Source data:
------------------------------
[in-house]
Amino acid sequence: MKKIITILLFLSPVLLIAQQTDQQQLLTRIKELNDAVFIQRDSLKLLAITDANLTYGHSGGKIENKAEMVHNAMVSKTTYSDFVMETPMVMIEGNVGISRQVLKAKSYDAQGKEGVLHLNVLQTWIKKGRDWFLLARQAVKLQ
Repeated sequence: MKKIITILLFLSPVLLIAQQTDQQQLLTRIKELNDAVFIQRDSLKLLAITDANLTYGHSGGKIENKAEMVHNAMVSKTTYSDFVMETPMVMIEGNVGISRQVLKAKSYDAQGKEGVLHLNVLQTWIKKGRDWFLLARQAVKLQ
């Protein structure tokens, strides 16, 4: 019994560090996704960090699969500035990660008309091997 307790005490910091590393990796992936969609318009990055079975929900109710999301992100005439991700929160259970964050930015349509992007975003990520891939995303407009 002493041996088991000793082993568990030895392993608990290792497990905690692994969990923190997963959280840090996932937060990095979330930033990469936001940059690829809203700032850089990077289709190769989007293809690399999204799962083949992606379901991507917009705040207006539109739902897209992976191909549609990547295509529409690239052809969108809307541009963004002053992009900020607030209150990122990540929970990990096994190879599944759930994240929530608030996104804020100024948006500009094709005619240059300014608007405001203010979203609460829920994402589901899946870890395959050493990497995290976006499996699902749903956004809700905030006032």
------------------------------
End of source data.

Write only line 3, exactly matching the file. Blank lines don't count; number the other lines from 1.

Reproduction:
Repeated sequence: MKKIITILLFLSPVLLIAQQTDQQQLLTRIKELNDAVFIQRDSLKLLAITDANLTYGHSGGKIENKAEMVHNAMVSKTTYSDFVMETPMVMIEGNVGISRQVLKAKSYDAQGKEGVLHLNVLQTWIKKGRDWFLLARQAVKLQ